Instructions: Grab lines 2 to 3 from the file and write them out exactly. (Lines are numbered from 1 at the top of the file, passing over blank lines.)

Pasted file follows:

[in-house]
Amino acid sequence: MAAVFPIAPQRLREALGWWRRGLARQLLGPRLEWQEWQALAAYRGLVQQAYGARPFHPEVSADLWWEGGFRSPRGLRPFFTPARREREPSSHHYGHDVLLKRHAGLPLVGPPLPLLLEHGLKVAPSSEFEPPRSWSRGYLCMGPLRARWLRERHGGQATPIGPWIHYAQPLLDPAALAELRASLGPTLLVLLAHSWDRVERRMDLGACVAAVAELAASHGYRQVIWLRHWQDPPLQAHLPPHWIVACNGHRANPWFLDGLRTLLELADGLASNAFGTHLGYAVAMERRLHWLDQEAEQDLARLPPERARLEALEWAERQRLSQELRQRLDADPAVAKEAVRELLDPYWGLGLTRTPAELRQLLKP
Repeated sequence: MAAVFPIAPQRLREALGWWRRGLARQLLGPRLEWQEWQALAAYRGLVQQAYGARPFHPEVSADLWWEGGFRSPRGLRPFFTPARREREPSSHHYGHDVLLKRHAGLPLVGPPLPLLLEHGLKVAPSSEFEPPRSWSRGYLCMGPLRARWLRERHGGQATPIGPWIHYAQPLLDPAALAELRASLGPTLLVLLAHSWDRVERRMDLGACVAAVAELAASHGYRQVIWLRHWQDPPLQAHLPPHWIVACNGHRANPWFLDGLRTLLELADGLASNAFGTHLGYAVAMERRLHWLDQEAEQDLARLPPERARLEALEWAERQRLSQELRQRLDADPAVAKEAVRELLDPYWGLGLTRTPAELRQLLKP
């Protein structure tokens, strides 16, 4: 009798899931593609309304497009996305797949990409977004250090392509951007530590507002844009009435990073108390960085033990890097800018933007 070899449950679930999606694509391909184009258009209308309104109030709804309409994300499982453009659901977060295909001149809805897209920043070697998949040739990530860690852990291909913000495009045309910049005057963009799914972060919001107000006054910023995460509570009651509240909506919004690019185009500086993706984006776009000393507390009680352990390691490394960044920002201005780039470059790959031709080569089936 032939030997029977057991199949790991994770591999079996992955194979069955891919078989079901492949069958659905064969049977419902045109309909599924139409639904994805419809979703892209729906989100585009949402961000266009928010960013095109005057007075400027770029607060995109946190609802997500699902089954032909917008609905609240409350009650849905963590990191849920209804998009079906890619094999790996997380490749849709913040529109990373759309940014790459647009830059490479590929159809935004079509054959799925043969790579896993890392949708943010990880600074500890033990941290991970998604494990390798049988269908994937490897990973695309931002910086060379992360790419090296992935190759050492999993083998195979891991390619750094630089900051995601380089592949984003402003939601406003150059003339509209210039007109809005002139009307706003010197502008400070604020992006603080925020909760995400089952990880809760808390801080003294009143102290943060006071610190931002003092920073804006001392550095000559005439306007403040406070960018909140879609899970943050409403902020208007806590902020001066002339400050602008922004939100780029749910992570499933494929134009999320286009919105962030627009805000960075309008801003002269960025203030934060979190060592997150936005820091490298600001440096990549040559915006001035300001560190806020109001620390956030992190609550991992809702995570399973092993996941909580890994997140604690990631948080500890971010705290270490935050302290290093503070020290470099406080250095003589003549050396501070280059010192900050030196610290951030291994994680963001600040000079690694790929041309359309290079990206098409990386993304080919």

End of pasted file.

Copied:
Amino acid sequence: MAAVFPIAPQRLREALGWWRRGLARQLLGPRLEWQEWQALAAYRGLVQQAYGARPFHPEVSADLWWEGGFRSPRGLRPFFTPARREREPSSHHYGHDVLLKRHAGLPLVGPPLPLLLEHGLKVAPSSEFEPPRSWSRGYLCMGPLRARWLRERHGGQATPIGPWIHYAQPLLDPAALAELRASLGPTLLVLLAHSWDRVERRMDLGACVAAVAELAASHGYRQVIWLRHWQDPPLQAHLPPHWIVACNGHRANPWFLDGLRTLLELADGLASNAFGTHLGYAVAMERRLHWLDQEAEQDLARLPPERARLEALEWAERQRLSQELRQRLDADPAVAKEAVRELLDPYWGLGLTRTPAELRQLLKP
Repeated sequence: MAAVFPIAPQRLREALGWWRRGLARQLLGPRLEWQEWQALAAYRGLVQQAYGARPFHPEVSADLWWEGGFRSPRGLRPFFTPARREREPSSHHYGHDVLLKRHAGLPLVGPPLPLLLEHGLKVAPSSEFEPPRSWSRGYLCMGPLRARWLRERHGGQATPIGPWIHYAQPLLDPAALAELRASLGPTLLVLLAHSWDRVERRMDLGACVAAVAELAASHGYRQVIWLRHWQDPPLQAHLPPHWIVACNGHRANPWFLDGLRTLLELADGLASNAFGTHLGYAVAMERRLHWLDQEAEQDLARLPPERARLEALEWAERQRLSQELRQRLDADPAVAKEAVRELLDPYWGLGLTRTPAELRQLLKP